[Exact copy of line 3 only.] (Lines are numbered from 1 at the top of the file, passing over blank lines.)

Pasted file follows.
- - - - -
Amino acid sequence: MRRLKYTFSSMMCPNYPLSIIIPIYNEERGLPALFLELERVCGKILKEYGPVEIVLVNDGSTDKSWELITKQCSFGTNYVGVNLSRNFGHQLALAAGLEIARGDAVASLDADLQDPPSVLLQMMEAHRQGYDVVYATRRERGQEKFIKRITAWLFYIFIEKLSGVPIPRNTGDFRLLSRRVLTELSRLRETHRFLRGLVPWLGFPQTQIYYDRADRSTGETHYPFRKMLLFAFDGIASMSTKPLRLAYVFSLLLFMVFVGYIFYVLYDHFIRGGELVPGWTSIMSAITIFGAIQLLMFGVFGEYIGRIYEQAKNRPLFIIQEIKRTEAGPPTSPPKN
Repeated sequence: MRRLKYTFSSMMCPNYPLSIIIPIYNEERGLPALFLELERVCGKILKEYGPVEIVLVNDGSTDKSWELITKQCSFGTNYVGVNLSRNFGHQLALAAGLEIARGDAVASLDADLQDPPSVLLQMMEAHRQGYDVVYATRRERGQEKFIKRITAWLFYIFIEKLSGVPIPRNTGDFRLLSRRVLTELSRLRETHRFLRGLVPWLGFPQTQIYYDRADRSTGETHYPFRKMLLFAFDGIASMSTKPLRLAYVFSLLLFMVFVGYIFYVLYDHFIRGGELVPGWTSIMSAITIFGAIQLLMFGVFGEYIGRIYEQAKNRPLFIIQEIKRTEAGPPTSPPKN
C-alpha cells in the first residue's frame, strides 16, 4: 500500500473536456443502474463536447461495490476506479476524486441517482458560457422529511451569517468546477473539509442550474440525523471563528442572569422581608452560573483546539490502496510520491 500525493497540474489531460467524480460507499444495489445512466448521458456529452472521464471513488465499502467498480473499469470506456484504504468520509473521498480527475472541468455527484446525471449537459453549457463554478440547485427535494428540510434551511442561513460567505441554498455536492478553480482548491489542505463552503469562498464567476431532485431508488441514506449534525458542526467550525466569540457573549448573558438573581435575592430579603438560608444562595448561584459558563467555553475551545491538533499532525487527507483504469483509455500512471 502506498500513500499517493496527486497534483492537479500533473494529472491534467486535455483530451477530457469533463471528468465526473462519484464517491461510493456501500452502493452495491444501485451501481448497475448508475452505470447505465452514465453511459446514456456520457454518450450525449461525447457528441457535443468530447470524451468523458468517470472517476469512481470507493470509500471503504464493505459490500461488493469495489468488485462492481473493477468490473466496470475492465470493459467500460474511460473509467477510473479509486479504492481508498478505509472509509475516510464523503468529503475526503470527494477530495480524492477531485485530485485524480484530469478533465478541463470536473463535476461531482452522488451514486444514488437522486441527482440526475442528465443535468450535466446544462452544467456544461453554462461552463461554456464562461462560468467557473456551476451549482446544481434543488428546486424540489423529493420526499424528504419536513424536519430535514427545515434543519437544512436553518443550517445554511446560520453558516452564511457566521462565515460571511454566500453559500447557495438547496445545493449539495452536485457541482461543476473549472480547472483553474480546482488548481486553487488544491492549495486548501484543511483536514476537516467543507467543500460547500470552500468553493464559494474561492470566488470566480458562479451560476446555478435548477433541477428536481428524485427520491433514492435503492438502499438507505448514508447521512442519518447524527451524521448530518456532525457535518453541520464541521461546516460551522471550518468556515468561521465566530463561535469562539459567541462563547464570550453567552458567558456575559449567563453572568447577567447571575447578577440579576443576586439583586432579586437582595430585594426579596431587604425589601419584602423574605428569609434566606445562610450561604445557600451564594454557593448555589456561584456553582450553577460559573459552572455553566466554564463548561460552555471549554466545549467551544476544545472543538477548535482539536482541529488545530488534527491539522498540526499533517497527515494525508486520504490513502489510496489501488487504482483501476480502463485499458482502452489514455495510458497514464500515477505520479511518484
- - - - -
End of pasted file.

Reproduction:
C-alpha cells in the first residue's frame, strides 16, 4: 500500500473536456443502474463536447461495490476506479476524486441517482458560457422529511451569517468546477473539509442550474440525523471563528442572569422581608452560573483546539490502496510520491 500525493497540474489531460467524480460507499444495489445512466448521458456529452472521464471513488465499502467498480473499469470506456484504504468520509473521498480527475472541468455527484446525471449537459453549457463554478440547485427535494428540510434551511442561513460567505441554498455536492478553480482548491489542505463552503469562498464567476431532485431508488441514506449534525458542526467550525466569540457573549448573558438573581435575592430579603438560608444562595448561584459558563467555553475551545491538533499532525487527507483504469483509455500512471 502506498500513500499517493496527486497534483492537479500533473494529472491534467486535455483530451477530457469533463471528468465526473462519484464517491461510493456501500452502493452495491444501485451501481448497475448508475452505470447505465452514465453511459446514456456520457454518450450525449461525447457528441457535443468530447470524451468523458468517470472517476469512481470507493470509500471503504464493505459490500461488493469495489468488485462492481473493477468490473466496470475492465470493459467500460474511460473509467477510473479509486479504492481508498478505509472509509475516510464523503468529503475526503470527494477530495480524492477531485485530485485524480484530469478533465478541463470536473463535476461531482452522488451514486444514488437522486441527482440526475442528465443535468450535466446544462452544467456544461453554462461552463461554456464562461462560468467557473456551476451549482446544481434543488428546486424540489423529493420526499424528504419536513424536519430535514427545515434543519437544512436553518443550517445554511446560520453558516452564511457566521462565515460571511454566500453559500447557495438547496445545493449539495452536485457541482461543476473549472480547472483553474480546482488548481486553487488544491492549495486548501484543511483536514476537516467543507467543500460547500470552500468553493464559494474561492470566488470566480458562479451560476446555478435548477433541477428536481428524485427520491433514492435503492438502499438507505448514508447521512442519518447524527451524521448530518456532525457535518453541520464541521461546516460551522471550518468556515468561521465566530463561535469562539459567541462563547464570550453567552458567558456575559449567563453572568447577567447571575447578577440579576443576586439583586432579586437582595430585594426579596431587604425589601419584602423574605428569609434566606445562610450561604445557600451564594454557593448555589456561584456553582450553577460559573459552572455553566466554564463548561460552555471549554466545549467551544476544545472543538477548535482539536482541529488545530488534527491539522498540526499533517497527515494525508486520504490513502489510496489501488487504482483501476480502463485499458482502452489514455495510458497514464500515477505520479511518484